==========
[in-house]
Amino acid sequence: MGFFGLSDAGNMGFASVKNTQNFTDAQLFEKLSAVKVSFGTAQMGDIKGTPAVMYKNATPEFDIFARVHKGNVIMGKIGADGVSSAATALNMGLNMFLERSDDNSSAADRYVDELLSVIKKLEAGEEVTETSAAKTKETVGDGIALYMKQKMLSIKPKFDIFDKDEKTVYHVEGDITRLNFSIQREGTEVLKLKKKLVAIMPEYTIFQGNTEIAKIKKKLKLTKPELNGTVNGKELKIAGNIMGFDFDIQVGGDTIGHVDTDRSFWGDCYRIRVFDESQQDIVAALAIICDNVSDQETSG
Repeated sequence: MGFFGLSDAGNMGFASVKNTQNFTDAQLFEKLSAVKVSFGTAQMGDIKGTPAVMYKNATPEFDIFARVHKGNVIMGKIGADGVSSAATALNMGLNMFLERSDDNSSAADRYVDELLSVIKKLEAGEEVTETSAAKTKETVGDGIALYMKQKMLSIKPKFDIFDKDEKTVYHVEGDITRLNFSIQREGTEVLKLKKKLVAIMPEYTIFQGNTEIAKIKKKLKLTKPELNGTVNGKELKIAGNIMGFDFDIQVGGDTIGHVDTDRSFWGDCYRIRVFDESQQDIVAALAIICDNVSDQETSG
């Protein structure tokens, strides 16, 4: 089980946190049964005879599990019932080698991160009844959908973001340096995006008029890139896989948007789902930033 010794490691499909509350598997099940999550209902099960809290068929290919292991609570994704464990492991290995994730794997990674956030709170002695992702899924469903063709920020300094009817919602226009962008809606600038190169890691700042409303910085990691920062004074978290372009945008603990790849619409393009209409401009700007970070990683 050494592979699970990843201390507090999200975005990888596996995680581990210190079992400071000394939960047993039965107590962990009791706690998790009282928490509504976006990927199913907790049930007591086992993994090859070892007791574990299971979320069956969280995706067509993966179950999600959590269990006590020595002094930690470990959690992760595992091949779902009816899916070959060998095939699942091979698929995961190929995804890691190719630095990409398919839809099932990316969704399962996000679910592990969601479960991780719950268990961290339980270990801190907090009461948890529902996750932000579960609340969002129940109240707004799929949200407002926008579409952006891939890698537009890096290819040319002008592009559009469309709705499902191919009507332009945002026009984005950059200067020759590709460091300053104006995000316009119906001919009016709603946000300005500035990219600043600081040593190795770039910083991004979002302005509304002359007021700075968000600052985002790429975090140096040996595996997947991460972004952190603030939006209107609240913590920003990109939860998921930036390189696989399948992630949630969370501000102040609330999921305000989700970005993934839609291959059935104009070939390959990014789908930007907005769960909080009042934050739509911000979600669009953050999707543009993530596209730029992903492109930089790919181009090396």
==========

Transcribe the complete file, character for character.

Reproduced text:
[in-house]
Amino acid sequence: MGFFGLSDAGNMGFASVKNTQNFTDAQLFEKLSAVKVSFGTAQMGDIKGTPAVMYKNATPEFDIFARVHKGNVIMGKIGADGVSSAATALNMGLNMFLERSDDNSSAADRYVDELLSVIKKLEAGEEVTETSAAKTKETVGDGIALYMKQKMLSIKPKFDIFDKDEKTVYHVEGDITRLNFSIQREGTEVLKLKKKLVAIMPEYTIFQGNTEIAKIKKKLKLTKPELNGTVNGKELKIAGNIMGFDFDIQVGGDTIGHVDTDRSFWGDCYRIRVFDESQQDIVAALAIICDNVSDQETSG
Repeated sequence: MGFFGLSDAGNMGFASVKNTQNFTDAQLFEKLSAVKVSFGTAQMGDIKGTPAVMYKNATPEFDIFARVHKGNVIMGKIGADGVSSAATALNMGLNMFLERSDDNSSAADRYVDELLSVIKKLEAGEEVTETSAAKTKETVGDGIALYMKQKMLSIKPKFDIFDKDEKTVYHVEGDITRLNFSIQREGTEVLKLKKKLVAIMPEYTIFQGNTEIAKIKKKLKLTKPELNGTVNGKELKIAGNIMGFDFDIQVGGDTIGHVDTDRSFWGDCYRIRVFDESQQDIVAALAIICDNVSDQETSG
């Protein structure tokens, strides 16, 4: 089980946190049964005879599990019932080698991160009844959908973001340096995006008029890139896989948007789902930033 010794490691499909509350598997099940999550209902099960809290068929290919292991609570994704464990492991290995994730794997990674956030709170002695992702899924469903063709920020300094009817919602226009962008809606600038190169890691700042409303910085990691920062004074978290372009945008603990790849619409393009209409401009700007970070990683 050494592979699970990843201390507090999200975005990888596996995680581990210190079992400071000394939960047993039965107590962990009791706690998790009282928490509504976006990927199913907790049930007591086992993994090859070892007791574990299971979320069956969280995706067509993966179950999600959590269990006590020595002094930690470990959690992760595992091949779902009816899916070959060998095939699942091979698929995961190929995804890691190719630095990409398919839809099932990316969704399962996000679910592990969601479960991780719950268990961290339980270990801190907090009461948890529902996750932000579960609340969002129940109240707004799929949200407002926008579409952006891939890698537009890096290819040319002008592009559009469309709705499902191919009507332009945002026009984005950059200067020759590709460091300053104006995000316009119906001919009016709603946000300005500035990219600043600081040593190795770039910083991004979002302005509304002359007021700075968000600052985002790429975090140096040996595996997947991460972004952190603030939006209107609240913590920003990109939860998921930036390189696989399948992630949630969370501000102040609330999921305000989700970005993934839609291959059935104009070939390959990014789908930007907005769960909080009042934050739509911000979600669009953050999707543009993530596209730029992903492109930089790919181009090396």